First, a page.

by David Nolan
Martha screams and runs to the bank of the cow pond when she sees her four-year-old boy walk into the murky water. His head is submerged by the time she arrives and her husband, running from the horses, peels off his shirt and dives in. She screams her son’s name for what feels like hours to the sky doming endless Oklahoma plains.
But he emerges on the other side. The crown of his head breaks the surface and his muddy legs carry him up the bank. Her husband’s head bobs up in the pond. Martha stops screaming. “He walked on water,” she says to the floating head. She thinks her son can save her.
Martha realizes that, if she had to call an ambulance, it would have taken a long time to arrive. Fairview was an hour—a trip no longer made for the movies, not since motherhood. The miracle (and accident) happened so close, though, right here.
She was doing nothing before. Watching the barn cat pull long leaves of grass through its teeth. Transfixed for a moment, and her boy had taken off.
It seems to go back to normal so quickly, but she knows it’s not normal. Her son is turned away from her and she’s staring at him as she makes his food—toast, eggs from the chickens. She feels far away across the wood-walled kitchen, he doesn’t call her “momma” and she wants to close the distance at once.
“I’m so glad you’re okay,” she says.
Her husband is out with the horses.
The boy looks up with still-damp hair and eyes wide as cows’ and says nothing.
She scatters feed around the chicken coop and her mind is on heaven. Here is the hand, she thinks, reaching down, and all she has to do is grab it, hold tight and be pulled up and out. But she couldn’t call the priest for him to come help her, couldn’t explain it. The chickens bob and jerk at the meal from her hand.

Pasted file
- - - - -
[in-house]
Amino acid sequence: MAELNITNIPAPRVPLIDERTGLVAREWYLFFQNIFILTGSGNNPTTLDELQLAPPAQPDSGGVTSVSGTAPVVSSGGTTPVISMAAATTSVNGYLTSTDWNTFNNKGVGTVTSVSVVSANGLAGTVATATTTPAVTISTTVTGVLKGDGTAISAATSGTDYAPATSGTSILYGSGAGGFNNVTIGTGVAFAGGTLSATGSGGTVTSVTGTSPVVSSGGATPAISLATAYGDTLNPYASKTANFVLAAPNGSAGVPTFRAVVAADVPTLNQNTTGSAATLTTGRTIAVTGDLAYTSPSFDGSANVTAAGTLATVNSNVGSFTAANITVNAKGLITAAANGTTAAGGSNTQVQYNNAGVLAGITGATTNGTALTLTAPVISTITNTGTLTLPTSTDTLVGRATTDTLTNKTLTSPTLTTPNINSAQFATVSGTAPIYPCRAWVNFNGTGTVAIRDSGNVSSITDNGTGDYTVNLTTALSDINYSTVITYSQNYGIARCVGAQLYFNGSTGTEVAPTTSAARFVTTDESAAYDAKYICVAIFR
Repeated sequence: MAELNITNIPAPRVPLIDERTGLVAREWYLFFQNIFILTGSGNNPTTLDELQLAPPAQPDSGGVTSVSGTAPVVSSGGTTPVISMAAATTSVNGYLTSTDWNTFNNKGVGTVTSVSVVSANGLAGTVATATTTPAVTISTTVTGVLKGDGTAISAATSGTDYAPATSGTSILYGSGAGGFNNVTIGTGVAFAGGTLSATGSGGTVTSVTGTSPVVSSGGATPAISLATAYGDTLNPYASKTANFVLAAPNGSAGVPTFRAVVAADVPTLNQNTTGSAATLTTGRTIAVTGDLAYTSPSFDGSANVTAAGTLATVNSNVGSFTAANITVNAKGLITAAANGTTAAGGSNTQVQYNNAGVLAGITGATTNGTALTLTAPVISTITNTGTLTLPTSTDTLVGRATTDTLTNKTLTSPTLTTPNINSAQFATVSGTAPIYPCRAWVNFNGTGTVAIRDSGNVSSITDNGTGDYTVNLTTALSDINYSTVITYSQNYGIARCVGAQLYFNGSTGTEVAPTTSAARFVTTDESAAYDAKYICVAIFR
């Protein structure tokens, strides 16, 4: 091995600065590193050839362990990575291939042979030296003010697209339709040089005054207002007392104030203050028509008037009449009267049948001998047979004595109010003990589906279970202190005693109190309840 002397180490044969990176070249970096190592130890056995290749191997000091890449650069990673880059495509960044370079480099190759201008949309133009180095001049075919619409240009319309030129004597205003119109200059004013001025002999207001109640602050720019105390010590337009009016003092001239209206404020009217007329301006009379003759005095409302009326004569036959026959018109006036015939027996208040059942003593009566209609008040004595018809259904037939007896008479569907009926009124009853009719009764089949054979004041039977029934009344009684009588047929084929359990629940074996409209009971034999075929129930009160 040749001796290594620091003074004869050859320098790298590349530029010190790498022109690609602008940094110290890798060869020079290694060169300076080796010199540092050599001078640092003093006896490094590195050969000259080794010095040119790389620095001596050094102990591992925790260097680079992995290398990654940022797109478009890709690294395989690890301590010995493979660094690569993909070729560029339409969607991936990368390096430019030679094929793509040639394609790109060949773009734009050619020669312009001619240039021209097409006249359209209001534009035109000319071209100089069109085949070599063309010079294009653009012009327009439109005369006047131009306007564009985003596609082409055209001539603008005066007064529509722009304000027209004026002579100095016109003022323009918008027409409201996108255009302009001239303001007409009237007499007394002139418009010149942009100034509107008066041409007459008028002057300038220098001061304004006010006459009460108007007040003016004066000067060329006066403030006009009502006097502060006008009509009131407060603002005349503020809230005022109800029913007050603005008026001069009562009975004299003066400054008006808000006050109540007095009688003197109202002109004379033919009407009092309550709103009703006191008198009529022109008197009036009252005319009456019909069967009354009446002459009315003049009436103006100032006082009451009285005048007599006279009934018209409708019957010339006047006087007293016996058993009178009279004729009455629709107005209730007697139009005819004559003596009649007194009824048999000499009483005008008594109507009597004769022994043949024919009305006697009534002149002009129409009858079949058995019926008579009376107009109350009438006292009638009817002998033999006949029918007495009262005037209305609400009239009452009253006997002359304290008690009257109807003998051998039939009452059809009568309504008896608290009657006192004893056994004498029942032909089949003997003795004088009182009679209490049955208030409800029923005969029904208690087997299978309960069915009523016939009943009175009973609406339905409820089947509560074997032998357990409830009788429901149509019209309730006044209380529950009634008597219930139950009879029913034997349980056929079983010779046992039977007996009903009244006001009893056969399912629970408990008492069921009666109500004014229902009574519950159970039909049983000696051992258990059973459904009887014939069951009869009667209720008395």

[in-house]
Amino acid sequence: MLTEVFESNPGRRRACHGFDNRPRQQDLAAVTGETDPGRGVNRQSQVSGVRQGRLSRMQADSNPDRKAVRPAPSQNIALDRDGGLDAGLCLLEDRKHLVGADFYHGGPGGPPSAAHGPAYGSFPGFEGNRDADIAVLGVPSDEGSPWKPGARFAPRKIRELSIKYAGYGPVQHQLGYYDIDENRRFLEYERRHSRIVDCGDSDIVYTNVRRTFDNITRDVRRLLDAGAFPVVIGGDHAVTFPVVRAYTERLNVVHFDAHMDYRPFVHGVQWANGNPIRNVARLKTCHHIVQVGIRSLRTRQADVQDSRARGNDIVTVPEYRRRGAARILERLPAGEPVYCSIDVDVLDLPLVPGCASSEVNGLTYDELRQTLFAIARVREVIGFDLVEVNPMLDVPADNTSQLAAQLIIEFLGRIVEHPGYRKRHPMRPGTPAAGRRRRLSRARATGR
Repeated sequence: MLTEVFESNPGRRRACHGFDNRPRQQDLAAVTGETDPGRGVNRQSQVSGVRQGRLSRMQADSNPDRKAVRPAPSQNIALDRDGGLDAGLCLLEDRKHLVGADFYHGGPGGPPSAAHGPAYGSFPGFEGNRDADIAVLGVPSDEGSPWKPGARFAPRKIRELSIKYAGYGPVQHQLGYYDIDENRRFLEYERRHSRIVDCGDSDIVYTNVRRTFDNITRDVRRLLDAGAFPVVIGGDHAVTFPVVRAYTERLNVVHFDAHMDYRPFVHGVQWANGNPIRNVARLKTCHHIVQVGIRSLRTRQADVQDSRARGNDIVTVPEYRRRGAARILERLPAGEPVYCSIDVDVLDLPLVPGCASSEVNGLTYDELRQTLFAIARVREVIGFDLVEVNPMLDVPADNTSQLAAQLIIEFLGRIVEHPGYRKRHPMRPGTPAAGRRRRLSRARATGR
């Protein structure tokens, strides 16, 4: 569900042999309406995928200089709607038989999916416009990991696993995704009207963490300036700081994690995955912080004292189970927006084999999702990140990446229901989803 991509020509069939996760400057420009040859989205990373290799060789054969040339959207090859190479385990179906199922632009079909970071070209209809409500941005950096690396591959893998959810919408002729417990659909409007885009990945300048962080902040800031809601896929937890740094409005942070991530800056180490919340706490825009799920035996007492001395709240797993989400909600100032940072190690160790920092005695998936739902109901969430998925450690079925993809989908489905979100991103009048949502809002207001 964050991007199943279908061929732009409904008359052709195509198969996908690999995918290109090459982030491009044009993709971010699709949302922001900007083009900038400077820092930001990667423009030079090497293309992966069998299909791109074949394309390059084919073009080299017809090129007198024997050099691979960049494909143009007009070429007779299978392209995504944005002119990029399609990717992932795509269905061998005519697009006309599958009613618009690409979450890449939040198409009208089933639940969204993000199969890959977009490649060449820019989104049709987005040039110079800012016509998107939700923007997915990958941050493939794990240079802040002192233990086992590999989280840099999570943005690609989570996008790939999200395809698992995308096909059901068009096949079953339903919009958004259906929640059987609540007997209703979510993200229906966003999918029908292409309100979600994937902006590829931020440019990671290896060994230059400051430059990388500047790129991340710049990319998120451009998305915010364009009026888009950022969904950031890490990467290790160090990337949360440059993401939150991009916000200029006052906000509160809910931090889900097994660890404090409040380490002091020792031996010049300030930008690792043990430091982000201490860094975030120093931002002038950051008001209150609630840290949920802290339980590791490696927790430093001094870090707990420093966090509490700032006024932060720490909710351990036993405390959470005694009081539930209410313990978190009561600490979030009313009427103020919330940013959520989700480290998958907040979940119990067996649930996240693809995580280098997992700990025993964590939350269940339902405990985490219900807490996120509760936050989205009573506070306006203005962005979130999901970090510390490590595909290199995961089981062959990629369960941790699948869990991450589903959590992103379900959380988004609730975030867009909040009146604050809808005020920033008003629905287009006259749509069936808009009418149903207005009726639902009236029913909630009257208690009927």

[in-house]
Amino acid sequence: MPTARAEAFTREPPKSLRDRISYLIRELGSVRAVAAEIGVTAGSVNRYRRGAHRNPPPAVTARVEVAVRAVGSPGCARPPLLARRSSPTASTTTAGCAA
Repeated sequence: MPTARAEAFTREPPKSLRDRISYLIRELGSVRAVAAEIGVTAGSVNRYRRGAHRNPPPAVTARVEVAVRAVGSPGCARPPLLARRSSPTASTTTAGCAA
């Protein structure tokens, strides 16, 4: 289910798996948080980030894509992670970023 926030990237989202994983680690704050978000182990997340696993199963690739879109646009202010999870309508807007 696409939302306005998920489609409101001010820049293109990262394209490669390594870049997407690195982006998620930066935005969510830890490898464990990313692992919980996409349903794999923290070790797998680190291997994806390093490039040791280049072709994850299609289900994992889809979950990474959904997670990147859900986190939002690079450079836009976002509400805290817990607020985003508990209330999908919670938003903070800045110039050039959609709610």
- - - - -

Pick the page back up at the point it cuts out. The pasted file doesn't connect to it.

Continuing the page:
At dinner Martha sits at the table across from her son. Her husband finishes his food and slides his plate forward. He leaves and the emptiness gains weight. She feels the dark humid silence pushing in around her tight, the smell of animals and dust and rotten water broken only by the beacon of the blue eyes across the table.
Her son puts down his fork. He pushes out from the table, his feet pad the wooden floor. His plate clinks into the sink.
As the boy walks back past, Martha dives to her knees and grabs him. “Tell me,” she says, holding him as his limbs push against her, “please tell me what to do. With you here, I know I’ll be okay.” But he breaks his arms out of her grab and then the rest of his body, and he runs outside to the animals.
David Nolan is studying English/Creative Writing at Emory University, where he enjoys basketball, rock climbing, and playing music. He was born in Ecuador and raised in Vermont, and his flash has previously been featured online by New Orleans Review.